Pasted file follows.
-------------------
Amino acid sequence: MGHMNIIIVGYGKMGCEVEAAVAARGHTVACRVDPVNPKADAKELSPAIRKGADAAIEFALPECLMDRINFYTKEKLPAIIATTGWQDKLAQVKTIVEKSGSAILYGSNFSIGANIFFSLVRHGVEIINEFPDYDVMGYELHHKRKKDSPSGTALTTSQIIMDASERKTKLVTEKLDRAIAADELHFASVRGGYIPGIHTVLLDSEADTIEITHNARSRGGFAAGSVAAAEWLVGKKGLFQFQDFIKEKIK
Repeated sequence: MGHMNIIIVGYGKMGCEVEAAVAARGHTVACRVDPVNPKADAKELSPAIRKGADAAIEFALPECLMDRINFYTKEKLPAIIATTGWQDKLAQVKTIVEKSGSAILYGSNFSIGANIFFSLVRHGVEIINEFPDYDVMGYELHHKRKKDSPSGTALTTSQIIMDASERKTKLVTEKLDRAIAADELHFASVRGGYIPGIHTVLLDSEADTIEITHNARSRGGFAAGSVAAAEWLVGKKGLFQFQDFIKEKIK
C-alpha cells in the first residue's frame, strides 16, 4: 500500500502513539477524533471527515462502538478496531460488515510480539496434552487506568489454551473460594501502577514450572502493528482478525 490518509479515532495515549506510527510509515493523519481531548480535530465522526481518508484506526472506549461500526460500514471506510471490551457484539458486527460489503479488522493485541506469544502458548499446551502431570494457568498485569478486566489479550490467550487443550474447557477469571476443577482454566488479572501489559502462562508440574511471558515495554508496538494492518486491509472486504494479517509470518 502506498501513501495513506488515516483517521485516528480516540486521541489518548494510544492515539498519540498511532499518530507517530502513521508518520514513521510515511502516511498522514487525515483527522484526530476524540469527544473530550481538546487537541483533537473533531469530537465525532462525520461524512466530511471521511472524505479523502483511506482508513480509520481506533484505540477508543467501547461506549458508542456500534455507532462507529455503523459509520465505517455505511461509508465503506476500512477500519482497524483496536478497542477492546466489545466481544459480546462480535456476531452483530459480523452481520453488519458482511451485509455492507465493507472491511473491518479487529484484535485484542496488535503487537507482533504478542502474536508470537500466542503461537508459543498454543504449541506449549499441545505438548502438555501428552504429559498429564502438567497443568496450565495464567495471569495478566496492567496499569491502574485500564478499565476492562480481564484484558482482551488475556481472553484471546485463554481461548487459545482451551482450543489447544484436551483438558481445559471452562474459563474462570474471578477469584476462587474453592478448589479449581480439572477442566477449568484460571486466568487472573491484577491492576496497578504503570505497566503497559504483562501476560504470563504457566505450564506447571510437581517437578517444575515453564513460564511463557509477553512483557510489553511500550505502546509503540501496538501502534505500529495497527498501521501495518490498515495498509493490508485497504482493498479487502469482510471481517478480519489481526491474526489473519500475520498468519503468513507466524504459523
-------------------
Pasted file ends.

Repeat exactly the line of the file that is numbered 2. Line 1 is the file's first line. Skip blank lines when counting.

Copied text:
Repeated sequence: MGHMNIIIVGYGKMGCEVEAAVAARGHTVACRVDPVNPKADAKELSPAIRKGADAAIEFALPECLMDRINFYTKEKLPAIIATTGWQDKLAQVKTIVEKSGSAILYGSNFSIGANIFFSLVRHGVEIINEFPDYDVMGYELHHKRKKDSPSGTALTTSQIIMDASERKTKLVTEKLDRAIAADELHFASVRGGYIPGIHTVLLDSEADTIEITHNARSRGGFAAGSVAAAEWLVGKKGLFQFQDFIKEKIK